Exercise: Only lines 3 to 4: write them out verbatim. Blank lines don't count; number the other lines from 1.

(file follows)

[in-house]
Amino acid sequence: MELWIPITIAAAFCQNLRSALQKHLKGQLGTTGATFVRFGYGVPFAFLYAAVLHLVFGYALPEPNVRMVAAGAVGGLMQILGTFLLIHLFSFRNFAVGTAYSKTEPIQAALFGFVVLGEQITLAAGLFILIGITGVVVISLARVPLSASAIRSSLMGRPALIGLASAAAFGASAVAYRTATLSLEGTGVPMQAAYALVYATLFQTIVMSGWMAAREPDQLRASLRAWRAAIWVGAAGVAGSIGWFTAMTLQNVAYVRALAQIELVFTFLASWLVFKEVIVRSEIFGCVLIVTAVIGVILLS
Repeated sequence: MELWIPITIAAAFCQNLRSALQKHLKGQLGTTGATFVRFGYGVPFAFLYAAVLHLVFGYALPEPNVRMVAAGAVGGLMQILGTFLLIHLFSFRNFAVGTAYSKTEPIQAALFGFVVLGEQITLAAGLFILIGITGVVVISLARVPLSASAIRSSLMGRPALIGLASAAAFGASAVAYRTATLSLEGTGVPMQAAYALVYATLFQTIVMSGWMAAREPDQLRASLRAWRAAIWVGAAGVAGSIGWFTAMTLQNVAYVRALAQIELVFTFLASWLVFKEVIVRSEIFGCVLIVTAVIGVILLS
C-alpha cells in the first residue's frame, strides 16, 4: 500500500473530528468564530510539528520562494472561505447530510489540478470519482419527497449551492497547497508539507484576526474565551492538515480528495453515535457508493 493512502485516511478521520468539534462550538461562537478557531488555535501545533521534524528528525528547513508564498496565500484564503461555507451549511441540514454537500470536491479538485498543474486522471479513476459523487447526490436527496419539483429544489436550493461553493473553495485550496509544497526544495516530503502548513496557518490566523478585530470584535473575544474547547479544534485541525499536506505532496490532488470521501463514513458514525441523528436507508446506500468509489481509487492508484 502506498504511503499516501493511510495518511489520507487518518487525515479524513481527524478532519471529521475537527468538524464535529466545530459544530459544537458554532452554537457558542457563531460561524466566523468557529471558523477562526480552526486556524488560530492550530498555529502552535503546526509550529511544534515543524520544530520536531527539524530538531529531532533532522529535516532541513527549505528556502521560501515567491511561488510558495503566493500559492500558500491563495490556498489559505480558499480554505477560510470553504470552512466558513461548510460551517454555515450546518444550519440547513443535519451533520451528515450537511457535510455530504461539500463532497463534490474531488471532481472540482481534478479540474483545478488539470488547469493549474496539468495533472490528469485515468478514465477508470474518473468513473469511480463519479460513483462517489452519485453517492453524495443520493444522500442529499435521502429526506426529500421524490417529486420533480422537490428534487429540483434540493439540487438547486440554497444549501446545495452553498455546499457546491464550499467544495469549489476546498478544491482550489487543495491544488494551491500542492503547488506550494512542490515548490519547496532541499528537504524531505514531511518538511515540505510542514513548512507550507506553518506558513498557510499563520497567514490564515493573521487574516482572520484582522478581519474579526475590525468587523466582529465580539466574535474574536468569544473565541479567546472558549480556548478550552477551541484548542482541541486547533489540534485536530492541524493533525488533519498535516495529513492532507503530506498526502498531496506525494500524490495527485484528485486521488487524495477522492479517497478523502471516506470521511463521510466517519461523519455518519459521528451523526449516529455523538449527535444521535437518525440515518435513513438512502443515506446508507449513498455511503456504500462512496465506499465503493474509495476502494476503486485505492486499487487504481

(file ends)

Repeated sequence: MELWIPITIAAAFCQNLRSALQKHLKGQLGTTGATFVRFGYGVPFAFLYAAVLHLVFGYALPEPNVRMVAAGAVGGLMQILGTFLLIHLFSFRNFAVGTAYSKTEPIQAALFGFVVLGEQITLAAGLFILIGITGVVVISLARVPLSASAIRSSLMGRPALIGLASAAAFGASAVAYRTATLSLEGTGVPMQAAYALVYATLFQTIVMSGWMAAREPDQLRASLRAWRAAIWVGAAGVAGSIGWFTAMTLQNVAYVRALAQIELVFTFLASWLVFKEVIVRSEIFGCVLIVTAVIGVILLS
C-alpha cells in the first residue's frame, strides 16, 4: 500500500473530528468564530510539528520562494472561505447530510489540478470519482419527497449551492497547497508539507484576526474565551492538515480528495453515535457508493 493512502485516511478521520468539534462550538461562537478557531488555535501545533521534524528528525528547513508564498496565500484564503461555507451549511441540514454537500470536491479538485498543474486522471479513476459523487447526490436527496419539483429544489436550493461553493473553495485550496509544497526544495516530503502548513496557518490566523478585530470584535473575544474547547479544534485541525499536506505532496490532488470521501463514513458514525441523528436507508446506500468509489481509487492508484 502506498504511503499516501493511510495518511489520507487518518487525515479524513481527524478532519471529521475537527468538524464535529466545530459544530459544537458554532452554537457558542457563531460561524466566523468557529471558523477562526480552526486556524488560530492550530498555529502552535503546526509550529511544534515543524520544530520536531527539524530538531529531532533532522529535516532541513527549505528556502521560501515567491511561488510558495503566493500559492500558500491563495490556498489559505480558499480554505477560510470553504470552512466558513461548510460551517454555515450546518444550519440547513443535519451533520451528515450537511457535510455530504461539500463532497463534490474531488471532481472540482481534478479540474483545478488539470488547469493549474496539468495533472490528469485515468478514465477508470474518473468513473469511480463519479460513483462517489452519485453517492453524495443520493444522500442529499435521502429526506426529500421524490417529486420533480422537490428534487429540483434540493439540487438547486440554497444549501446545495452553498455546499457546491464550499467544495469549489476546498478544491482550489487543495491544488494551491500542492503547488506550494512542490515548490519547496532541499528537504524531505514531511518538511515540505510542514513548512507550507506553518506558513498557510499563520497567514490564515493573521487574516482572520484582522478581519474579526475590525468587523466582529465580539466574535474574536468569544473565541479567546472558549480556548478550552477551541484548542482541541486547533489540534485536530492541524493533525488533519498535516495529513492532507503530506498526502498531496506525494500524490495527485484528485486521488487524495477522492479517497478523502471516506470521511463521510466517519461523519455518519459521528451523526449516529455523538449527535444521535437518525440515518435513513438512502443515506446508507449513498455511503456504500462512496465506499465503493474509495476502494476503486485505492486499487487504481